Directorate of Economics and Statistics, Department of Agriculture and Cooperation, Ministry of Agriculture and Farmers Welfare, Government of India, New Delhi
Punjab Agricultural University, Ludhiana,India
 Sponsored by
Directorate of Economics and Statistics, Department of Agriculture and Cooperation, Ministry of Agriculture and Farmers Welfare, Government of India, New Delhi
Research Content
Hulling and Milling Ratio for Paddy in Punjab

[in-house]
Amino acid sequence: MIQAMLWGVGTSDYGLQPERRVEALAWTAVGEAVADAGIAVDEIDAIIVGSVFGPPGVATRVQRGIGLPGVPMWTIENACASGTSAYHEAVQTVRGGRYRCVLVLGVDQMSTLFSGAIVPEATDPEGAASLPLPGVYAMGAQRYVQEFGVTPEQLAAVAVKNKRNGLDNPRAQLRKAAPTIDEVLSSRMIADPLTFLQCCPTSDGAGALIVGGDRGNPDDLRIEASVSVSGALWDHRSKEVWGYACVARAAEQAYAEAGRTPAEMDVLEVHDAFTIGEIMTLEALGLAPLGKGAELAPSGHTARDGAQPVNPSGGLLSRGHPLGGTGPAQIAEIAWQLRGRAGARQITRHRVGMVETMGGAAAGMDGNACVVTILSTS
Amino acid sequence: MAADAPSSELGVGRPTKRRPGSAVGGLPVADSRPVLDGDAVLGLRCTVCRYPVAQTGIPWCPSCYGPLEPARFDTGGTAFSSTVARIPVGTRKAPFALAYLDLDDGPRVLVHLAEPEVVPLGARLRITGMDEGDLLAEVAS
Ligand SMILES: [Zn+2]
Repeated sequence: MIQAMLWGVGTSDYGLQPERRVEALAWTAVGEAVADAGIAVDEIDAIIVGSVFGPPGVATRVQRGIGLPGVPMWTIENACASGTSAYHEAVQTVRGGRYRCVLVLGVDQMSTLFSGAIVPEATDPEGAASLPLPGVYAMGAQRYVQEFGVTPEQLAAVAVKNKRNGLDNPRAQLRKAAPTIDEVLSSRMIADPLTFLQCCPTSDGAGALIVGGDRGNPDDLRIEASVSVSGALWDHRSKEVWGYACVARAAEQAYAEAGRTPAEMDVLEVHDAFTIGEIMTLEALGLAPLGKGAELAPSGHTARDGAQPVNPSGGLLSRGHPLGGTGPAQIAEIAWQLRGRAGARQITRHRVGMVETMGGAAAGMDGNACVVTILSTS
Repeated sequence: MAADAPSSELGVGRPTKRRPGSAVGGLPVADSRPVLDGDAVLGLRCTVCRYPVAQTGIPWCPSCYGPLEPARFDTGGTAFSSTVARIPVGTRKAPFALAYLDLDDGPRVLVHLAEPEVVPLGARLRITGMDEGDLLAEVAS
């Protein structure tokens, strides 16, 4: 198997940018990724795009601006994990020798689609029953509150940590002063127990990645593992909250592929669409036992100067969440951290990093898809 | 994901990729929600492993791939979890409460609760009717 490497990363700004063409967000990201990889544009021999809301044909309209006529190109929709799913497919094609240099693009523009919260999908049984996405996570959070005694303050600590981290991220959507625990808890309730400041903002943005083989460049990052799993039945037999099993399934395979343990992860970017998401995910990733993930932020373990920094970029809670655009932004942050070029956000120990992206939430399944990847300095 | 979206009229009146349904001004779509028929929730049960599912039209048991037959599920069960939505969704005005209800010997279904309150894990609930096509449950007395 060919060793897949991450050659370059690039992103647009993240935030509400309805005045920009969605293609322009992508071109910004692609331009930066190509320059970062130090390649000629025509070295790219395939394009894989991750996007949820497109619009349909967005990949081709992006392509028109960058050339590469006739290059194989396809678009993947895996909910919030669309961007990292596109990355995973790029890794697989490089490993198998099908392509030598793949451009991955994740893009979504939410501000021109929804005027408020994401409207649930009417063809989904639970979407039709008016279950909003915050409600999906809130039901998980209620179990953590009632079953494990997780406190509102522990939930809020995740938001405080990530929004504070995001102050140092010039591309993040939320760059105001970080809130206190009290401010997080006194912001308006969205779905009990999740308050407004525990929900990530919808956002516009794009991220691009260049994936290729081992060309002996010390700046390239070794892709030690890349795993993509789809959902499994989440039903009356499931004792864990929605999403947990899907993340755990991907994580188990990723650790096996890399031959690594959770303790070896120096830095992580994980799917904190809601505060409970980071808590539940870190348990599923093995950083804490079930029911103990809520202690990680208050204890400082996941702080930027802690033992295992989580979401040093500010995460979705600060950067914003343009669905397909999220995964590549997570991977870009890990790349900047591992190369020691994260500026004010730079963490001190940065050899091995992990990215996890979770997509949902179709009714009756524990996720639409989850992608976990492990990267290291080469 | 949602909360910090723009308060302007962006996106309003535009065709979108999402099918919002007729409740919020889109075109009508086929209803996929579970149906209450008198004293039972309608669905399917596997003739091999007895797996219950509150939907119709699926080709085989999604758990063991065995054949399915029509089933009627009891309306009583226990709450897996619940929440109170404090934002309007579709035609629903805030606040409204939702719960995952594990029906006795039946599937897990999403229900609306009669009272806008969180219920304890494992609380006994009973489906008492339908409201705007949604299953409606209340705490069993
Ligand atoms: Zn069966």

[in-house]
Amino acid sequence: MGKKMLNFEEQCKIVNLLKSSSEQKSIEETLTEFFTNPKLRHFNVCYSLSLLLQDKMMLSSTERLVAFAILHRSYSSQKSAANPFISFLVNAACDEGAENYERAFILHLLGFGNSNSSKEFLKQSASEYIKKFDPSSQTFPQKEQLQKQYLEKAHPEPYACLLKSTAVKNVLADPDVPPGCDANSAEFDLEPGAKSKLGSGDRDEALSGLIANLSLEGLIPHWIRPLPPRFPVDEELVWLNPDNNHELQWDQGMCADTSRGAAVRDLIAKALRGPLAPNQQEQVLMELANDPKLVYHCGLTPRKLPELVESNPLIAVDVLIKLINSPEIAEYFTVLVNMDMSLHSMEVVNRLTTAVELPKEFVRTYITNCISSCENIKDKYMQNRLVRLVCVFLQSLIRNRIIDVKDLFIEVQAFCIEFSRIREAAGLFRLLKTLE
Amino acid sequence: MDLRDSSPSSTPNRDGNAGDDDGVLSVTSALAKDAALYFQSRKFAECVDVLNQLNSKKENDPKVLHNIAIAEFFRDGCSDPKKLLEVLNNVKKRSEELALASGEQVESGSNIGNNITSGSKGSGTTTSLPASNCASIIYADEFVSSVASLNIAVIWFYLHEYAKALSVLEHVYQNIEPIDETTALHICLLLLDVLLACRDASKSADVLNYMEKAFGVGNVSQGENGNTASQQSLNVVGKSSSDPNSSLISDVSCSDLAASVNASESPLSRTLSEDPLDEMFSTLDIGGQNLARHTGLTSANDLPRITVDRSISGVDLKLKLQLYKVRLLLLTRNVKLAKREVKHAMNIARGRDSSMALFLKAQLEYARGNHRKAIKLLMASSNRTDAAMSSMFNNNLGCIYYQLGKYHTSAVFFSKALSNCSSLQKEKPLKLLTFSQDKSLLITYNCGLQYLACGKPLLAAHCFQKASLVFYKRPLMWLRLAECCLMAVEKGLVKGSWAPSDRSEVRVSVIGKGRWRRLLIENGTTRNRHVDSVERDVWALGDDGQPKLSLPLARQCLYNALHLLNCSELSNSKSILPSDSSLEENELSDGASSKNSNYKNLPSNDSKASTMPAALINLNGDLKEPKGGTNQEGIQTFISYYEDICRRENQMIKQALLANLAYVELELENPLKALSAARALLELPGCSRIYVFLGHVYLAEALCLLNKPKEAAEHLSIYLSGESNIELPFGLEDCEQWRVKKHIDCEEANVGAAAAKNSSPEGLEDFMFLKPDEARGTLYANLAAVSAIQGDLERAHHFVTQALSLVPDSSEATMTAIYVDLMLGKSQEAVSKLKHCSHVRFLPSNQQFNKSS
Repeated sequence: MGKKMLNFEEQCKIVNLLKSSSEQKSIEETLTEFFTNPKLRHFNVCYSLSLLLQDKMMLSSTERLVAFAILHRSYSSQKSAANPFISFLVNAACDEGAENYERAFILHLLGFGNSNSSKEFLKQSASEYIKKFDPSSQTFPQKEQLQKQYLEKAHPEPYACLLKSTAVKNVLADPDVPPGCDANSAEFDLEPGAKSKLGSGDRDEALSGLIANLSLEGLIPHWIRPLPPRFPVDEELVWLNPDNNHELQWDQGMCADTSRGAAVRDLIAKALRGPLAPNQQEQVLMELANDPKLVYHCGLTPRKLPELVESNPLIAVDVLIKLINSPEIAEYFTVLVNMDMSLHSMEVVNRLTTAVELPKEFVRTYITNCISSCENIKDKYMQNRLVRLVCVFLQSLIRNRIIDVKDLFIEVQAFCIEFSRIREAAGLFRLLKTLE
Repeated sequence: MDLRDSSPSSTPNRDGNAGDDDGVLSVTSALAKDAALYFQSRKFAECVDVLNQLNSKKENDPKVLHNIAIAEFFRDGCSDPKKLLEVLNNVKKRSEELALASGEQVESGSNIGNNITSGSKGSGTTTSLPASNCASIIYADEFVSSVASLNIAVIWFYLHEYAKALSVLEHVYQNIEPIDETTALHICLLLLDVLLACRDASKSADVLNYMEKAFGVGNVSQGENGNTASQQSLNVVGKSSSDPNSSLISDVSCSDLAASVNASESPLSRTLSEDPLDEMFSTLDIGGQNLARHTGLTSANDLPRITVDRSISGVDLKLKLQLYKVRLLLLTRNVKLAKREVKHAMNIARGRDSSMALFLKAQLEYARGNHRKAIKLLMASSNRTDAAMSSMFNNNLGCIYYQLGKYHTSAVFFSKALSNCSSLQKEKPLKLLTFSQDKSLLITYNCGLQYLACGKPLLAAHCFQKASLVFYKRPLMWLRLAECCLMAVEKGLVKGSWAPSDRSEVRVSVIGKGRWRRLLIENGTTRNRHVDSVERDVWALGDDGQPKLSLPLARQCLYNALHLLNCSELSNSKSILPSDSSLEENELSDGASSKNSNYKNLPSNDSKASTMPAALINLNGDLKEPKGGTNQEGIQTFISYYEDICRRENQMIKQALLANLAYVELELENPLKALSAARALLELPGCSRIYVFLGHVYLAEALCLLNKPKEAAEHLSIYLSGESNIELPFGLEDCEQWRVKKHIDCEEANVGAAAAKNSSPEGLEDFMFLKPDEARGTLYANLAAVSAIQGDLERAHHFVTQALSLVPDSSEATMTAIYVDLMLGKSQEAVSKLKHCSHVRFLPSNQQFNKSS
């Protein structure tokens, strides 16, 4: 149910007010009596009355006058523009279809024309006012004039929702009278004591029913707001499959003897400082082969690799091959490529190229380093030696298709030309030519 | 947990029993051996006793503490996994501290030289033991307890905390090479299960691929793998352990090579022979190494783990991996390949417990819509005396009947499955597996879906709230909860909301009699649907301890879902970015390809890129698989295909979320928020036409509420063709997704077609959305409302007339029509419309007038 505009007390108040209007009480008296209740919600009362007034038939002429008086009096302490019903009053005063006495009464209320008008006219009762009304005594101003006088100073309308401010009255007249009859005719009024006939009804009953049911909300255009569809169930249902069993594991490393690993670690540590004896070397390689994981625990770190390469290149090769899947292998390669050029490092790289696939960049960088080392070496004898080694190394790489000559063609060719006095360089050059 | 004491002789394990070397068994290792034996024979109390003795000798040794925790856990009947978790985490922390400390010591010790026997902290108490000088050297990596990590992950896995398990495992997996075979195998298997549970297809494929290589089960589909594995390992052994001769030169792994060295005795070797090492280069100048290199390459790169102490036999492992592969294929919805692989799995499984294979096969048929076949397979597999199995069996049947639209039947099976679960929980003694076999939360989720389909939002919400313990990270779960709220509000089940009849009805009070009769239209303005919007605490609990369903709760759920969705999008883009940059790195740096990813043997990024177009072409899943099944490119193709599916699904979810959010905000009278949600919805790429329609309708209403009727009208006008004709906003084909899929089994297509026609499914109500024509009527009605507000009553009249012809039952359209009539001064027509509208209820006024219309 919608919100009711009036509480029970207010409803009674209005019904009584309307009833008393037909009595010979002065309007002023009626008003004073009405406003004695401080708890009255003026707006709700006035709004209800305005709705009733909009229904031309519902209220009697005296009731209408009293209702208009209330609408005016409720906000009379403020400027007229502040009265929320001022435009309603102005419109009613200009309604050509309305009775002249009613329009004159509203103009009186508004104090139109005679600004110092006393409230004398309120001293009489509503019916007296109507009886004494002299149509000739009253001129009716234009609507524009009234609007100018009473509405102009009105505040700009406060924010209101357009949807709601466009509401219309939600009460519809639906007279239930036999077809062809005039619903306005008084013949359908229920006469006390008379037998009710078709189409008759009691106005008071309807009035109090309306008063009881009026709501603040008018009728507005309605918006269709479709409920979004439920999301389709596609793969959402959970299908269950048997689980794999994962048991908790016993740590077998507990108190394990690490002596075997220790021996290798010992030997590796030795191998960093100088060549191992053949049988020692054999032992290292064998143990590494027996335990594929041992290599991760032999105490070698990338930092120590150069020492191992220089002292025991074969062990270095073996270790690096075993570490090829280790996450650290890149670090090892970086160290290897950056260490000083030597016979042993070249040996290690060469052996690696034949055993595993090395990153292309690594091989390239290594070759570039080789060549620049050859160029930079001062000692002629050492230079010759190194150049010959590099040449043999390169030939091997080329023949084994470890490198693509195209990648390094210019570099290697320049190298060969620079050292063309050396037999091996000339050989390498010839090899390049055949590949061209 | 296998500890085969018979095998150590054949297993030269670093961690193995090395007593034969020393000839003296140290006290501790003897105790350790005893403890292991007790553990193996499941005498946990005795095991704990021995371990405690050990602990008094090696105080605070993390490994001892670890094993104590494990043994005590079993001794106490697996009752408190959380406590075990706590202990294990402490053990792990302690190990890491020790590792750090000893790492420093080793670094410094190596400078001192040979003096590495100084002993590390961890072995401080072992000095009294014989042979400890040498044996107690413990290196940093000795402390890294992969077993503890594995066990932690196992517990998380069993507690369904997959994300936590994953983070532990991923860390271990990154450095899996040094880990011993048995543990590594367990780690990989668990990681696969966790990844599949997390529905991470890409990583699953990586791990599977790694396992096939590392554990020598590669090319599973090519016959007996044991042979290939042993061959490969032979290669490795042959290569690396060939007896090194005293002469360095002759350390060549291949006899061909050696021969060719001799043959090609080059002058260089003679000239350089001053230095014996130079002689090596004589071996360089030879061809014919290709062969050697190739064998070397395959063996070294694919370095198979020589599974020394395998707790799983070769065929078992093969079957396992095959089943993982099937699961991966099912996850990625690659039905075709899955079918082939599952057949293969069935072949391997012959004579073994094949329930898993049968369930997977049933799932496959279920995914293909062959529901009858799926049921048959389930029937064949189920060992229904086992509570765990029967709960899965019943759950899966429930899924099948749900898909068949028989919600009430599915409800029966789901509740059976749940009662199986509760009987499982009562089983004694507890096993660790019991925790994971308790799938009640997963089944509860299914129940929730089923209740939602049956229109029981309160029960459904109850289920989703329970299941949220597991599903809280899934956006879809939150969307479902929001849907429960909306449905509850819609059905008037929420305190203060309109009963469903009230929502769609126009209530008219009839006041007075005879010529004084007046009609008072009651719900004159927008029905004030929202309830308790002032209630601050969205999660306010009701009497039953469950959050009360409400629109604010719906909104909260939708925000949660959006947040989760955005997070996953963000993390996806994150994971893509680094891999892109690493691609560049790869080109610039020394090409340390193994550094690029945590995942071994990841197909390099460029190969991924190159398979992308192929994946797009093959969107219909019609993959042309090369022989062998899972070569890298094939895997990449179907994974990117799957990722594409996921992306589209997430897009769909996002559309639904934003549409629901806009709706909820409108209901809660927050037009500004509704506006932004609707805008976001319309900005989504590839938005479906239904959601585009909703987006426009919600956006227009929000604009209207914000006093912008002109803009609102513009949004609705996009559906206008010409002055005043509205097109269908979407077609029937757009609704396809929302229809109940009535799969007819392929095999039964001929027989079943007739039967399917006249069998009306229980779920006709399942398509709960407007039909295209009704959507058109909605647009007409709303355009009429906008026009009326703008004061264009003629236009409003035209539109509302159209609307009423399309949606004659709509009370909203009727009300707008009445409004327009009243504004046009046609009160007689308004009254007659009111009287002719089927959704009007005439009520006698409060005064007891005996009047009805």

The present study was conducted to estimate conversion ratios of paddy to rice in various paddy processing units in Punjab. Primary data were collected from the two districts of Punjab, namely Sangrur and Patiala, and a total number of 20 modern and 25 traditional rice mills (hullers) were selected for detailed information. The primary data had a reference year of 2009-10. In Punjab, for processing of paddy, either modern rice mills or the hullers are operating in the villages (on custom-hiring basis). The number of modern/modernised rice mills in Punjab has gone up from practically 'nil' in 1970 to nearly 1965 in 1993 and to 3778 in 2011. The average modern rice mills in the study area had the processing capacity of 1.6 Ton/Hr. while it was 150 Kg/Hr. for the traditional rice mills/hullers. While the milling ratio in modern rice mills was around 69% while the ratio for traditional rice mill using steel hullers for dehusking it was slightly lesser at 68.7%. In hullers, there was excessive loss in the form of coarse and fine brokens. In rice milling process, the total cost was found to continuously increase from about Rs. 64/q in the year 2007-08 to about Rs 75/q in the year 2009-10 with an average of about Rs 69/q over this period. The variable costs contributed about 69 per cent of the total cost of processing. The total cost of paddy purchase including marketing by modern rice mills was found to vary between Rs. 1686/q in 2009-10 to Rs. 2315/q in 2008-09, with an average of Rs. 1909/q over the period of 3 years. On the other hand, the hullers had to incur the average cost of merely about Rs. 87/q as these were operating on the custom hiring basis only and did not incur marketing/processing cost. The net profit for modern rice mills was found to be the highest during 2008-09 due to higher price of paddy purchased/sold during the year. The average net profit fetched was found to be about Rs. 313/q for modern rice mills and the same was about Rs. 87/q for hullers. More than 75 per cent of the rice processed by the millers was directly sold to the wholesalers over the different years. Over the last 3 years, one quintal of paddy yielded 66.7 kgs of fine rice in modern units and broken rice was curtailed up to 3 per cent only. The average modern rice mills were found to process about 352 tonnes of paddy per annum (98.5 per cent of total paddy processed during 2009-10), while the traditional rice miller/huller processed only a meagre quantity (about 5 tonnes) of paddy per annum. The quality of rice bran obtained was better and more preferred as compared to the traditional hullers. Over the last 3 years, the annual installed capacity was about 0.44 tonnes/hour in the case of conventional units as compared to about 1.60 tonnes/hour in modern units. But as compared to the capacity utilization of about 77 per cent in modern units, it was less than 2 per cent in conventional (hullers) units. The lower capacity utilization of conventional mills compared to modern mills could be attributed to the use of conventional technology i.e. manual method of processing like cleaning, parboiling, drying, grading, packing etc, coupled with lesser preference of the people for processing of paddy through hullers due to lower quality of rice and byproducts produced. The inferior rice quality, irregular power supply, lack of adequate and liberal finance for paddy plant modernization and up gradation, lack of government long term planning for promoting food processing industry in the state and problem of space for storage of the produce and shortage of skilled labour were the other major impediments felt by the paddy milling units in the state. The millers were quite confident of modernizing their mills if they were provided with financial assistance, technical advice, electricity, concessions in the present levy system and marketing facilities for products and by-products.